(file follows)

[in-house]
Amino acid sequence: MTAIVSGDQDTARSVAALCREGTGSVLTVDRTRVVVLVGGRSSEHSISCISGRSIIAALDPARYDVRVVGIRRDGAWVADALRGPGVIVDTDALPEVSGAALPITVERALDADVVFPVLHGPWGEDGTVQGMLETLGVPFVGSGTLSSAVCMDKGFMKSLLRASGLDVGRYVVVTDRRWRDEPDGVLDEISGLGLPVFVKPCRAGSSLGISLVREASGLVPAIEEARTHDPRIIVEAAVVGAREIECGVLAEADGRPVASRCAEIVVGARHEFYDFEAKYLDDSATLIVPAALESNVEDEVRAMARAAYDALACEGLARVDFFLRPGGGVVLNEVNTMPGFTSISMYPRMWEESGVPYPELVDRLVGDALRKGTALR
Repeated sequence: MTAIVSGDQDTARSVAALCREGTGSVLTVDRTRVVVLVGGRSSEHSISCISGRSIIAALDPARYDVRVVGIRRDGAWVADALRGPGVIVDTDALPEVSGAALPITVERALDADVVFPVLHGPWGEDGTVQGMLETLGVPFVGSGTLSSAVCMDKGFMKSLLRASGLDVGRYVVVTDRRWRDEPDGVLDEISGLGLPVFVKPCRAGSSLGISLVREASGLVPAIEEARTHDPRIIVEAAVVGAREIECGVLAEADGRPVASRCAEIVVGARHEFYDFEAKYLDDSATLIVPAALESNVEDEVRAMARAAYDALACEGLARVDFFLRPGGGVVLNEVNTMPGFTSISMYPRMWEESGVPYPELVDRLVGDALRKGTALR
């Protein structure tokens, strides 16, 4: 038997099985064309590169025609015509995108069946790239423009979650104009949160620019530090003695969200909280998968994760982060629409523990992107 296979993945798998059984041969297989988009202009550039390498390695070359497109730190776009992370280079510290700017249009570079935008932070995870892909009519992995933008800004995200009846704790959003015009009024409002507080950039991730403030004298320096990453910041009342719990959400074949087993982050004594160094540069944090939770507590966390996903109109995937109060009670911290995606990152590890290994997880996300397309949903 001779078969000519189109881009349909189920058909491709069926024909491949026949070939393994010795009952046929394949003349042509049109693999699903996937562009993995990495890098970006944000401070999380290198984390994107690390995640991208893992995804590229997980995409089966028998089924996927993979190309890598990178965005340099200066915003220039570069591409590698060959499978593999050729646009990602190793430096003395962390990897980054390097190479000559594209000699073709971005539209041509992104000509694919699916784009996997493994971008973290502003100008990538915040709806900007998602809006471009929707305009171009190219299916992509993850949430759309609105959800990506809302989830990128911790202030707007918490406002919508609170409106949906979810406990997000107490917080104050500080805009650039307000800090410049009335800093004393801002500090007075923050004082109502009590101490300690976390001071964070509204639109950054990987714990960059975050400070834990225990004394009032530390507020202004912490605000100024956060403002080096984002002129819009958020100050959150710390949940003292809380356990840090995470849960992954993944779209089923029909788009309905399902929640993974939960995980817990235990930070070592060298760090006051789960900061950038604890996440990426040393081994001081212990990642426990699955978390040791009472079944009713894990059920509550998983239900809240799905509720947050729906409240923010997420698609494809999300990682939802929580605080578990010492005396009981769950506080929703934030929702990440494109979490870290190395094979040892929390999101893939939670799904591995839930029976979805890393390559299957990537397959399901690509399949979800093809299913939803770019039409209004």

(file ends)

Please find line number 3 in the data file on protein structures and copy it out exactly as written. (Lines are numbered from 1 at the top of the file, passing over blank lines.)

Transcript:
Repeated sequence: MTAIVSGDQDTARSVAALCREGTGSVLTVDRTRVVVLVGGRSSEHSISCISGRSIIAALDPARYDVRVVGIRRDGAWVADALRGPGVIVDTDALPEVSGAALPITVERALDADVVFPVLHGPWGEDGTVQGMLETLGVPFVGSGTLSSAVCMDKGFMKSLLRASGLDVGRYVVVTDRRWRDEPDGVLDEISGLGLPVFVKPCRAGSSLGISLVREASGLVPAIEEARTHDPRIIVEAAVVGAREIECGVLAEADGRPVASRCAEIVVGARHEFYDFEAKYLDDSATLIVPAALESNVEDEVRAMARAAYDALACEGLARVDFFLRPGGGVVLNEVNTMPGFTSISMYPRMWEESGVPYPELVDRLVGDALRKGTALR